We used our first afternoon to visit the modern business district and some of the signature skyscrapers of the city along the King Fahd Road, the main north - south connection. The above pictures show that area with some of the signature high rise buildings, e.g. the Kingdom Tower with its famous visitor bridge in more than 300m of height. It is an amazing perspective overlooking this modern part of Riyadh from one of the visitor platforms.

 

28/1/2024 City of Riyadh:

Today our focus was the old town centre, that is only app. 3 km away from our hotel - so we decided to do this by walking on our own. Very soon we found out that walking is in general not the preferred option in Riyadh, as we were the only one doing this for such a distance. Cars so far are the preferred transpotation medium and the Metro so far is not completed.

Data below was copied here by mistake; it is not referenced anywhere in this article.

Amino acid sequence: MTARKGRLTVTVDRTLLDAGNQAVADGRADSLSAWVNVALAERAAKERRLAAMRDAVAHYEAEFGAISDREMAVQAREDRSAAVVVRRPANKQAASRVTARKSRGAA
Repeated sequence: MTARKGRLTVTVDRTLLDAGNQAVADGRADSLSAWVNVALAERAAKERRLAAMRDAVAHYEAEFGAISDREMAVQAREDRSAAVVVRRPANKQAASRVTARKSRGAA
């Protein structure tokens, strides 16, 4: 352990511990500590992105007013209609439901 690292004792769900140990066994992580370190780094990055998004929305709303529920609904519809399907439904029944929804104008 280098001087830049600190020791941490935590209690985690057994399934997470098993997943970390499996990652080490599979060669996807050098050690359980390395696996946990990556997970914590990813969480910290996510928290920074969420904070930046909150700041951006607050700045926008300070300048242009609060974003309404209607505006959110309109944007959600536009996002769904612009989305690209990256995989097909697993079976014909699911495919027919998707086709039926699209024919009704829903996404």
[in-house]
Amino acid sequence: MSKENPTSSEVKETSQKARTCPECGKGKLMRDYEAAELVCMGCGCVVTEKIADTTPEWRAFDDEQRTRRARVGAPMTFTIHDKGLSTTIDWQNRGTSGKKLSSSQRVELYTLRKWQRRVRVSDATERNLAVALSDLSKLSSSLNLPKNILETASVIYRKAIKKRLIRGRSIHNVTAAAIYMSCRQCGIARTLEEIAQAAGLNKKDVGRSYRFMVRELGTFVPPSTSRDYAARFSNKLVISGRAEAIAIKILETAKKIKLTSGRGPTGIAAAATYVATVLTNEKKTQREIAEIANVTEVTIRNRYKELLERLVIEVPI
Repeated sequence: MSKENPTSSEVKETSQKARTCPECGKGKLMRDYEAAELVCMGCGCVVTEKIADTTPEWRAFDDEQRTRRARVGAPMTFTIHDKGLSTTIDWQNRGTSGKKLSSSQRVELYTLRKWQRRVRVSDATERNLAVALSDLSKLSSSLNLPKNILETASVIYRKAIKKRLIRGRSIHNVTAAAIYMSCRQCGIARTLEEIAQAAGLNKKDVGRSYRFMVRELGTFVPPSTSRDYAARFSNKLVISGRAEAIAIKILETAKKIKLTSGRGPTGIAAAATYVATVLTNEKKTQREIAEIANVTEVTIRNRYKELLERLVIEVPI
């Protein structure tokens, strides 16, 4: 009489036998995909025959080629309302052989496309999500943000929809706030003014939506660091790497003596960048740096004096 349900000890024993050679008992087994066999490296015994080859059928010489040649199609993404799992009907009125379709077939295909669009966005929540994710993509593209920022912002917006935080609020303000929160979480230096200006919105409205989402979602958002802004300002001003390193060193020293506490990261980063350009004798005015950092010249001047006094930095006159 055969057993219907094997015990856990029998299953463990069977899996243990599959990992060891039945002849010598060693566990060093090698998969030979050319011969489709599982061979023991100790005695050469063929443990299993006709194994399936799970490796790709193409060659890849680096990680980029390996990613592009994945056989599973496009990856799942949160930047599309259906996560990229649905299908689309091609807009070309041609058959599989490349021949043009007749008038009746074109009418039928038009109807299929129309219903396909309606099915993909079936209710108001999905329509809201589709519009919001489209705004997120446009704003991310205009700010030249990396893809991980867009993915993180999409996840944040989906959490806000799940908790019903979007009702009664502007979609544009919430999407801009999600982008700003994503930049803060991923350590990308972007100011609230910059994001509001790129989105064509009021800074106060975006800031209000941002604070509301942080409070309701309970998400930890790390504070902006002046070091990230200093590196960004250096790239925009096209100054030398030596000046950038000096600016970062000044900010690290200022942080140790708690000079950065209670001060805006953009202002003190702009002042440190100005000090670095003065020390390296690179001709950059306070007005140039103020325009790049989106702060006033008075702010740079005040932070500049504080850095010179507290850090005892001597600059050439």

There are only very few "left overs" of the historic residential clay buildings. Most of them are broken down and so far no restauration took place - some of the exceptions are the national monuments e.g. the Masmak Fort (unfortunately closed for the next 6 months due to restauration) or the Murabba palace. The focus over the last decades was for sure construcing new housing and infrastructure - at least in Riyadh. One example is the 22 B$ Riyadh Metro Project, that should be finished now in 2024 with in total 176 km of metro rail across the city. It will for sure be a big relief for the very dense traffic, but so far the remaining construction sites even cause more detours and traffic jams along the main roads.

 

29/1/2024 "Edge of the World":

I think these pictures do not need any comments regarding the fascinating landscape experience, that is located approximately two and a half hours north of Riyadh. This cliff in the desert is definetely worth to be visited. As you have to drive for one hour off-road through the stony desert you must have an off-road vehicle, if you want to do this on your own. In addition you will face the challenge, that there are no signposts that will give you the correct direction. For that reason we rented a driver guide who drove us there. This was especially necessary, as we started our return trip to the city after sunset, which means driving through the desert at night time.